Ischaemic heart disease

Stress elevates ischaemic risk in otherwise stable heart disease

Mental stress-induced ischaemia in patients with stable coronary heart disease is associated with an elevated risk of adverse cardiovascular events.

The finding comes from a pooled analysis of two prospective cohort studies, in which mental stress was provoked with a public speaking test and measured using myocardial perfusion testing.

The primary outcome was a composite of cardiovascular death or first or recurrent nonfatal myocardial infarction over a follow up period of 5-6 years.

The study found the pooled event rate was 6.9 per 100 patient-years in patients with mental stress–induced ischaemia compared to 2.6 per 100 patient-years in those without (adjusted HR 2.5).

“When examined separately, mental stress–induced ischaemia alone but not conventional stress ischaemia alone was significantly associated with an increased risk.”

“The known association of conventional stress ischaemia with outcomes in patients with CHD may be in part explained by its co-occurrence with mental stress–induced ischaemia,” the study said.

The secondary end point of hospitalisations for heart failure was observed in 12.6 per 100 patient-years for patients with mental stress–induced ischaemia and 5.6 per 100 patient-years for those without mental stress–induced ischaemia (adjusted HR, 2.0 (95% CI, 1.5-2.5).

The study, published in JAMA, said the association was stronger among men than women.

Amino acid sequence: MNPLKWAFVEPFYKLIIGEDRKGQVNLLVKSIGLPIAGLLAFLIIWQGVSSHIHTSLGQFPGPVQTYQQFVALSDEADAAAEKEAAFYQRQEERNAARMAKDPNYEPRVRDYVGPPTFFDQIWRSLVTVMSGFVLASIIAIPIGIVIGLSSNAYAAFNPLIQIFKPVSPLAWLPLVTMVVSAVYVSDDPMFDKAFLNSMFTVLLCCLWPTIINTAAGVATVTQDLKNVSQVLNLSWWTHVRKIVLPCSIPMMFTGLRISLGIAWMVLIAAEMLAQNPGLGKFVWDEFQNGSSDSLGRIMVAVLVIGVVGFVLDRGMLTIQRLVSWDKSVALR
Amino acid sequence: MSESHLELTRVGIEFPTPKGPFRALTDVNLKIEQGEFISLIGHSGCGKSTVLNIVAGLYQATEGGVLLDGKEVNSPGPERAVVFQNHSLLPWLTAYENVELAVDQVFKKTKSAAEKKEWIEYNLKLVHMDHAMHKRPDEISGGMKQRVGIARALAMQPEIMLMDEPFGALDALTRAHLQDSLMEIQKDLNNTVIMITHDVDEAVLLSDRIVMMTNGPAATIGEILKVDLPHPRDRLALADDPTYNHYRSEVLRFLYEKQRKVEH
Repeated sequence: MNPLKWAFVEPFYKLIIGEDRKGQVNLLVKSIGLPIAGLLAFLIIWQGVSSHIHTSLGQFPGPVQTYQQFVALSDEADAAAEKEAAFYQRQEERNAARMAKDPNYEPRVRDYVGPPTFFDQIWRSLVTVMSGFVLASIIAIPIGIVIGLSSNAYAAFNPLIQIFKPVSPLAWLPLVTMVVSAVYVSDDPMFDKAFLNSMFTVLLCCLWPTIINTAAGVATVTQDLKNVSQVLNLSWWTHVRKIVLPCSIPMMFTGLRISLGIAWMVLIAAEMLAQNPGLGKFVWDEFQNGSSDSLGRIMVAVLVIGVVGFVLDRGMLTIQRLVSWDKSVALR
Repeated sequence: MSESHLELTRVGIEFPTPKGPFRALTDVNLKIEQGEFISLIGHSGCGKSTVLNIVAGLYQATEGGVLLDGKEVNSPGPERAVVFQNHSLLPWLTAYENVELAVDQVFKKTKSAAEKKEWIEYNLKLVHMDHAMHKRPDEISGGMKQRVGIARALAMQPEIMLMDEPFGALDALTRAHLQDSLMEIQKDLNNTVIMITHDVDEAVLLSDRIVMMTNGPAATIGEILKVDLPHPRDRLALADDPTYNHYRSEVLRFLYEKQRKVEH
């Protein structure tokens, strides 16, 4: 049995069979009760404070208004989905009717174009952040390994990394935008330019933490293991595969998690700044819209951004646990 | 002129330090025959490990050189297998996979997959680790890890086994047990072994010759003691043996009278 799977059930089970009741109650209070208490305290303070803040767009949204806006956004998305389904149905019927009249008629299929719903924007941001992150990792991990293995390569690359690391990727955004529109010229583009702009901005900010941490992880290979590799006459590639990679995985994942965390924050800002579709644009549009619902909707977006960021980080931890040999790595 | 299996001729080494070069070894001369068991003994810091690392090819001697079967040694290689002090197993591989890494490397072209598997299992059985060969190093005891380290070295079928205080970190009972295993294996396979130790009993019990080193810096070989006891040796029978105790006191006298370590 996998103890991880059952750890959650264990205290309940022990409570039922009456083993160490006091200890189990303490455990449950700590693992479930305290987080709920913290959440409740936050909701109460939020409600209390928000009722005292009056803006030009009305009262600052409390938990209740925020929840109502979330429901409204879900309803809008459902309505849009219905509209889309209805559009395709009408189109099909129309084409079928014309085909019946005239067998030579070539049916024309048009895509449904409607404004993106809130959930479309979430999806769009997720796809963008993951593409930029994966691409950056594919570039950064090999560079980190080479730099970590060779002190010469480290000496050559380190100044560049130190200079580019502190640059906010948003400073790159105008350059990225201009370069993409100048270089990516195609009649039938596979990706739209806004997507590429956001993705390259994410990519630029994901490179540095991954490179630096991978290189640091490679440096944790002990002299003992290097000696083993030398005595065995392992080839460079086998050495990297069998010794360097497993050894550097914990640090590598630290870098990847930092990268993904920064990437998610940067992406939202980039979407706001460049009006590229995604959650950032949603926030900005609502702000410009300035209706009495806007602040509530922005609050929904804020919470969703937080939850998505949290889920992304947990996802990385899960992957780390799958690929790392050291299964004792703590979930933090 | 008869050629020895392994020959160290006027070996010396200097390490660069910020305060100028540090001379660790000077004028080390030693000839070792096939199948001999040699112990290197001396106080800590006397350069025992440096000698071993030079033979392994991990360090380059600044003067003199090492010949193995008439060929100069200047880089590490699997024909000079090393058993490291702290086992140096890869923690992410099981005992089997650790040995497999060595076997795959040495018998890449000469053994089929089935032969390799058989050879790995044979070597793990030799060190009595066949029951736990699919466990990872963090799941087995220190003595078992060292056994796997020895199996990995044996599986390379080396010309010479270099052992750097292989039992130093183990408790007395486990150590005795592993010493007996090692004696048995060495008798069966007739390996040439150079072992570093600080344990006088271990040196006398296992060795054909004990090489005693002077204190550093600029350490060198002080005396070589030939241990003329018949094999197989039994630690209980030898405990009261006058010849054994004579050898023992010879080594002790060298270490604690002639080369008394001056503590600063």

“As a whole, this evidence suggests that the value of stress and mental health factors for CHD risk stratification should be investigated, given that they are amenable to medical and lifestyle intervention, including aerobic exercise and stress management training, antidepressants, and β-blockers and antianginal drugs.”

“Although these findings may provide insights into mechanisms of myocardial ischaemia, further research is needed to assess whether testing for mental stress–induced ischaemia has clinical value.”

An editorial in the journal said there was sufficient evidence now that mental stress can trigger myocardial infarction, reversible cardiomyopathy, and sudden cardiac death in susceptible individuals.

“The link between mental stress and CHD was first described over a century ago and has become an important topic of research over the past 40 years.”

It said the present study confirmed prior observations and extended the findings to women, Black and younger individuals with stable CHD.

“In addition, this study reports for the first time the complex interplay that seems to exist between inducible ischaemia by mental stress and conventional stress testing, which can result in distinct ischaemia phenotypes that may have different risk profiles.”

“In particular, it is remarkable that mental stress ischaemia (without conventional stress ischaemia) appears to be a stronger risk factor than conventional stress ischaemia (without concomitant mental stress ischaemia) for cardiovascular death, nonfatal myocardial infarction, or heart failure hospital admission.”

The authors said several questions remained:

  • To what extent is mental stress ischaemia therapeutically modifiable?
  • Can screening for and treatment of mental stress ischaemia lead to improved outcomes?
  • Is mental stress testing reproducible and feasible in clinical practice?
  • Are there additional at-risk populations in whom mental stress ischaemia testing should be considered?

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